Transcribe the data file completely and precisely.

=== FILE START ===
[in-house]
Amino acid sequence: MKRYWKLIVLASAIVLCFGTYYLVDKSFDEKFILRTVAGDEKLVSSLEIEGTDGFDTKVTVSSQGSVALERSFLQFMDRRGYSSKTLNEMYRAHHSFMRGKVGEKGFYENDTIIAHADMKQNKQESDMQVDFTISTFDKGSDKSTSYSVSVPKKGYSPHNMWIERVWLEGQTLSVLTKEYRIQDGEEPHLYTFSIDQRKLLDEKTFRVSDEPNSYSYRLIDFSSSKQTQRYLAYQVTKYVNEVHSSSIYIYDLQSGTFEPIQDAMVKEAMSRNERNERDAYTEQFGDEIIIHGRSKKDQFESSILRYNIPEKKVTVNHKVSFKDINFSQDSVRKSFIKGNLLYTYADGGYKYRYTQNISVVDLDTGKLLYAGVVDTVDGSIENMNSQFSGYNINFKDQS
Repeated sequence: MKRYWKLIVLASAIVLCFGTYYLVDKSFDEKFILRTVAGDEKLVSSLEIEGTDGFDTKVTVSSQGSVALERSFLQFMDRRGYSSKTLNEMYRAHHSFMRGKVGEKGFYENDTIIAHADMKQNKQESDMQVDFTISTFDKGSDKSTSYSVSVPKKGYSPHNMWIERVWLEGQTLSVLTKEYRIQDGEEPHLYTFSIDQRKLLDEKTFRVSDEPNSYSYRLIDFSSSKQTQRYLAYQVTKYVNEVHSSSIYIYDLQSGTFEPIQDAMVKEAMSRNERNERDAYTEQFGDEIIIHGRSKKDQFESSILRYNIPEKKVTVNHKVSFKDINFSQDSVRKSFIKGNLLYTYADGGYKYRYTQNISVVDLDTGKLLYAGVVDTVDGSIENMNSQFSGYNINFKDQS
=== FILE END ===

[in-house]
Amino acid sequence: MKRYWKLIVLASAIVLCFGTYYLVDKSFDEKFILRTVAGDEKLVSSLEIEGTDGFDTKVTVSSQGSVALERSFLQFMDRRGYSSKTLNEMYRAHHSFMRGKVGEKGFYENDTIIAHADMKQNKQESDMQVDFTISTFDKGSDKSTSYSVSVPKKGYSPHNMWIERVWLEGQTLSVLTKEYRIQDGEEPHLYTFSIDQRKLLDEKTFRVSDEPNSYSYRLIDFSSSKQTQRYLAYQVTKYVNEVHSSSIYIYDLQSGTFEPIQDAMVKEAMSRNERNERDAYTEQFGDEIIIHGRSKKDQFESSILRYNIPEKKVTVNHKVSFKDINFSQDSVRKSFIKGNLLYTYADGGYKYRYTQNISVVDLDTGKLLYAGVVDTVDGSIENMNSQFSGYNINFKDQS
Repeated sequence: MKRYWKLIVLASAIVLCFGTYYLVDKSFDEKFILRTVAGDEKLVSSLEIEGTDGFDTKVTVSSQGSVALERSFLQFMDRRGYSSKTLNEMYRAHHSFMRGKVGEKGFYENDTIIAHADMKQNKQESDMQVDFTISTFDKGSDKSTSYSVSVPKKGYSPHNMWIERVWLEGQTLSVLTKEYRIQDGEEPHLYTFSIDQRKLLDEKTFRVSDEPNSYSYRLIDFSSSKQTQRYLAYQVTKYVNEVHSSSIYIYDLQSGTFEPIQDAMVKEAMSRNERNERDAYTEQFGDEIIIHGRSKKDQFESSILRYNIPEKKVTVNHKVSFKDINFSQDSVRKSFIKGNLLYTYADGGYKYRYTQNISVVDLDTGKLLYAGVVDTVDGSIENMNSQFSGYNINFKDQS